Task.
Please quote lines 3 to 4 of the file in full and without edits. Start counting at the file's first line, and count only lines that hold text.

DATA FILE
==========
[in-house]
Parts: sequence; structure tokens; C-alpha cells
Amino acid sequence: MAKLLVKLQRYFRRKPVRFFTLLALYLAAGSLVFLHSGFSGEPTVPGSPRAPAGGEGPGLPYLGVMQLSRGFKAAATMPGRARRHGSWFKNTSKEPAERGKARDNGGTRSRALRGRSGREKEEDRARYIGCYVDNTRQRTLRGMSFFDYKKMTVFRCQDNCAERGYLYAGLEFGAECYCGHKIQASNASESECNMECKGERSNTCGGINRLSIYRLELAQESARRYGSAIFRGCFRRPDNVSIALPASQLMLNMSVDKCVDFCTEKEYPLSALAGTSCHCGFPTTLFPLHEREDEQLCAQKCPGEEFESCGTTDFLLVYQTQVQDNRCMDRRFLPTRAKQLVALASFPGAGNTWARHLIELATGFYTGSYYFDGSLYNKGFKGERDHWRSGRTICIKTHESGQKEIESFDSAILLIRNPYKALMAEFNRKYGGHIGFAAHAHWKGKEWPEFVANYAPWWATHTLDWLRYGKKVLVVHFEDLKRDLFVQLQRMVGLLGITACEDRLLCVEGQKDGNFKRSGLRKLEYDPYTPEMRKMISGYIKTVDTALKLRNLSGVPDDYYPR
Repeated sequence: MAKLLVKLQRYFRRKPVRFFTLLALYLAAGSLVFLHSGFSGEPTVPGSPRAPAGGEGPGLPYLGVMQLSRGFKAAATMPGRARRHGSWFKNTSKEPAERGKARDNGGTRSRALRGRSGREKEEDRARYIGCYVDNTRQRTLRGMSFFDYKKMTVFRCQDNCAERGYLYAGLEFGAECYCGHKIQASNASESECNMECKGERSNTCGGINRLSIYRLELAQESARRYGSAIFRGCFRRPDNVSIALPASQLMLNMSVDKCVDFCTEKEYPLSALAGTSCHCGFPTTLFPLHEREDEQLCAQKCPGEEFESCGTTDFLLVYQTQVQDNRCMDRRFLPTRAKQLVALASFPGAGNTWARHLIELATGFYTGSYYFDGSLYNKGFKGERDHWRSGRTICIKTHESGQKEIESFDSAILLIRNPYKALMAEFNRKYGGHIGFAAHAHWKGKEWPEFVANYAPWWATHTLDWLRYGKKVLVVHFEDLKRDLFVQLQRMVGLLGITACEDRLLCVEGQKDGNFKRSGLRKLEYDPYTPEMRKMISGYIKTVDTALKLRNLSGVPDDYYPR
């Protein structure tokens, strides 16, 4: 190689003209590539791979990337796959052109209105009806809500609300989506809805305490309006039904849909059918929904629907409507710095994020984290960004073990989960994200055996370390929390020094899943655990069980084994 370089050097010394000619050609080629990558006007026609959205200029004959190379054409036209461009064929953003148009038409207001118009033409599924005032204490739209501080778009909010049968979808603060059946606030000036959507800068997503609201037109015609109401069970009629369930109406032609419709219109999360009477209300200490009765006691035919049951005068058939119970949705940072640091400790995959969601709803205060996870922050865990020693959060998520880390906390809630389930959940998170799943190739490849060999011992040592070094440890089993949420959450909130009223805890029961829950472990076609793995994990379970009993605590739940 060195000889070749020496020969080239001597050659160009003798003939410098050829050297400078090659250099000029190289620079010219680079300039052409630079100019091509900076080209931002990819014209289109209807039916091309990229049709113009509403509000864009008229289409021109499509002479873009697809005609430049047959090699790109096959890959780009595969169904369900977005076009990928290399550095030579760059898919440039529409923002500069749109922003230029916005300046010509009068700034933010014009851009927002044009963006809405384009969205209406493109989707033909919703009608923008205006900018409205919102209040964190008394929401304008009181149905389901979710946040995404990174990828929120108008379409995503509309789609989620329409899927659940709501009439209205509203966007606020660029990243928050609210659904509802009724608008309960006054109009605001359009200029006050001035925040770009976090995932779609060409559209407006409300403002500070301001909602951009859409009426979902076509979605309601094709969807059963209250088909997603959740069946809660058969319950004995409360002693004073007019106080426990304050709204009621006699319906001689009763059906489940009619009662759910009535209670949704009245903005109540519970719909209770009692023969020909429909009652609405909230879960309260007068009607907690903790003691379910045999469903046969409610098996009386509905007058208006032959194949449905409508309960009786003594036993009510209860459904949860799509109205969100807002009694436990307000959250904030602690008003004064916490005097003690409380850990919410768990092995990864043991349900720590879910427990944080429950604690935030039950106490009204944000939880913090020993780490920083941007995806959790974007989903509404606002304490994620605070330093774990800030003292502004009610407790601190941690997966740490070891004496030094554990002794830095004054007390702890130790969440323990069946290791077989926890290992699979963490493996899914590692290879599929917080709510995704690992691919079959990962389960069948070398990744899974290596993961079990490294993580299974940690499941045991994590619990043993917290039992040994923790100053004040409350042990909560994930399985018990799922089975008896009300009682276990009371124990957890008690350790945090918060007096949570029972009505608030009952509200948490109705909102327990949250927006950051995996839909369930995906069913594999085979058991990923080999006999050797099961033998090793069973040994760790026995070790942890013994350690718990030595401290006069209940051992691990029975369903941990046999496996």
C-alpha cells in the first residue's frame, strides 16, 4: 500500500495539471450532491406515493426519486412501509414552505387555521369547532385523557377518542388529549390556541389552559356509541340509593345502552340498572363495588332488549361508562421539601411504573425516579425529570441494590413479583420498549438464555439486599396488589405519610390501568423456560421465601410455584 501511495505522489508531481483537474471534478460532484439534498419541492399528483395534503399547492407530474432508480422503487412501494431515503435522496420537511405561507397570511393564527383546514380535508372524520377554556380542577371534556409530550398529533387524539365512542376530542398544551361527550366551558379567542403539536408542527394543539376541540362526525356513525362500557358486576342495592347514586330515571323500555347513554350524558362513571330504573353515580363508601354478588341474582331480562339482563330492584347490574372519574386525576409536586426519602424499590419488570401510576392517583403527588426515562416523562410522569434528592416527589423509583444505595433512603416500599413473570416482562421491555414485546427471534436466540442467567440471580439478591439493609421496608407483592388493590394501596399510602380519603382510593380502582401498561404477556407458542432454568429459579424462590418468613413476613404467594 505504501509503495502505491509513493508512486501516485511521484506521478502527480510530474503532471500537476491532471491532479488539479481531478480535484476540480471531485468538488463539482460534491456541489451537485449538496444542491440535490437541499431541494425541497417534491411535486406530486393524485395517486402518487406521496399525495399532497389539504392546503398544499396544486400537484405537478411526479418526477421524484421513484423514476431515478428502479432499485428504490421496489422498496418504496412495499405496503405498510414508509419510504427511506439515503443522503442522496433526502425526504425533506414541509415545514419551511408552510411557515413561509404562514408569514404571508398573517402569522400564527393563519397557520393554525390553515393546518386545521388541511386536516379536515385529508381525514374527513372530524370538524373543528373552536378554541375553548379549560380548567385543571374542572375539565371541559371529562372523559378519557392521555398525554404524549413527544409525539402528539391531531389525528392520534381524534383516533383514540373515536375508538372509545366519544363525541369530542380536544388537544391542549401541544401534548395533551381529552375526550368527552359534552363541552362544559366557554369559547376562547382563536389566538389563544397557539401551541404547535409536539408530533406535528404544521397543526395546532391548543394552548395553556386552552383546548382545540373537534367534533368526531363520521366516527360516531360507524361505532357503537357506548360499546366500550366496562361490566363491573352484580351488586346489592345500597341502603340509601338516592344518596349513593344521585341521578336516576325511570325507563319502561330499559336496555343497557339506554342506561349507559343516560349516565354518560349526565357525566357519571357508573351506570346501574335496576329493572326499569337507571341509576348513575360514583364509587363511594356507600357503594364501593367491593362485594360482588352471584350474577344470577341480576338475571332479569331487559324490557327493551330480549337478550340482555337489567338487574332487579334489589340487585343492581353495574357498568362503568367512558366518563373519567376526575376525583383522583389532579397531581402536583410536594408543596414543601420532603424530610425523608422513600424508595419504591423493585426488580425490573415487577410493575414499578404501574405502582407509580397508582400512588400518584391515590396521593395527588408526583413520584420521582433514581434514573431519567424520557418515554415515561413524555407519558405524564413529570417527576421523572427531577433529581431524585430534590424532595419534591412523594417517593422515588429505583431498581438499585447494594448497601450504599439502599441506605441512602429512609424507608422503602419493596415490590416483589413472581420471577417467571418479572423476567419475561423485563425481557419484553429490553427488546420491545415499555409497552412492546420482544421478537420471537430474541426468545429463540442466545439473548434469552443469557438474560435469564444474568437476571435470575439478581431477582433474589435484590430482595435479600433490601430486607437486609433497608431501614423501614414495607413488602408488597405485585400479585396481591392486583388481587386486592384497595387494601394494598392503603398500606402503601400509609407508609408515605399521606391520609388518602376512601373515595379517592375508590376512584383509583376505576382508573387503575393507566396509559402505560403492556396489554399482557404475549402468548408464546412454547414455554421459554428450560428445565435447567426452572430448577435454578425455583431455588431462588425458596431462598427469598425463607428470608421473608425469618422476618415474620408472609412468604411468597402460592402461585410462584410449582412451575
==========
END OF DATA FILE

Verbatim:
Amino acid sequence: MAKLLVKLQRYFRRKPVRFFTLLALYLAAGSLVFLHSGFSGEPTVPGSPRAPAGGEGPGLPYLGVMQLSRGFKAAATMPGRARRHGSWFKNTSKEPAERGKARDNGGTRSRALRGRSGREKEEDRARYIGCYVDNTRQRTLRGMSFFDYKKMTVFRCQDNCAERGYLYAGLEFGAECYCGHKIQASNASESECNMECKGERSNTCGGINRLSIYRLELAQESARRYGSAIFRGCFRRPDNVSIALPASQLMLNMSVDKCVDFCTEKEYPLSALAGTSCHCGFPTTLFPLHEREDEQLCAQKCPGEEFESCGTTDFLLVYQTQVQDNRCMDRRFLPTRAKQLVALASFPGAGNTWARHLIELATGFYTGSYYFDGSLYNKGFKGERDHWRSGRTICIKTHESGQKEIESFDSAILLIRNPYKALMAEFNRKYGGHIGFAAHAHWKGKEWPEFVANYAPWWATHTLDWLRYGKKVLVVHFEDLKRDLFVQLQRMVGLLGITACEDRLLCVEGQKDGNFKRSGLRKLEYDPYTPEMRKMISGYIKTVDTALKLRNLSGVPDDYYPR
Repeated sequence: MAKLLVKLQRYFRRKPVRFFTLLALYLAAGSLVFLHSGFSGEPTVPGSPRAPAGGEGPGLPYLGVMQLSRGFKAAATMPGRARRHGSWFKNTSKEPAERGKARDNGGTRSRALRGRSGREKEEDRARYIGCYVDNTRQRTLRGMSFFDYKKMTVFRCQDNCAERGYLYAGLEFGAECYCGHKIQASNASESECNMECKGERSNTCGGINRLSIYRLELAQESARRYGSAIFRGCFRRPDNVSIALPASQLMLNMSVDKCVDFCTEKEYPLSALAGTSCHCGFPTTLFPLHEREDEQLCAQKCPGEEFESCGTTDFLLVYQTQVQDNRCMDRRFLPTRAKQLVALASFPGAGNTWARHLIELATGFYTGSYYFDGSLYNKGFKGERDHWRSGRTICIKTHESGQKEIESFDSAILLIRNPYKALMAEFNRKYGGHIGFAAHAHWKGKEWPEFVANYAPWWATHTLDWLRYGKKVLVVHFEDLKRDLFVQLQRMVGLLGITACEDRLLCVEGQKDGNFKRSGLRKLEYDPYTPEMRKMISGYIKTVDTALKLRNLSGVPDDYYPR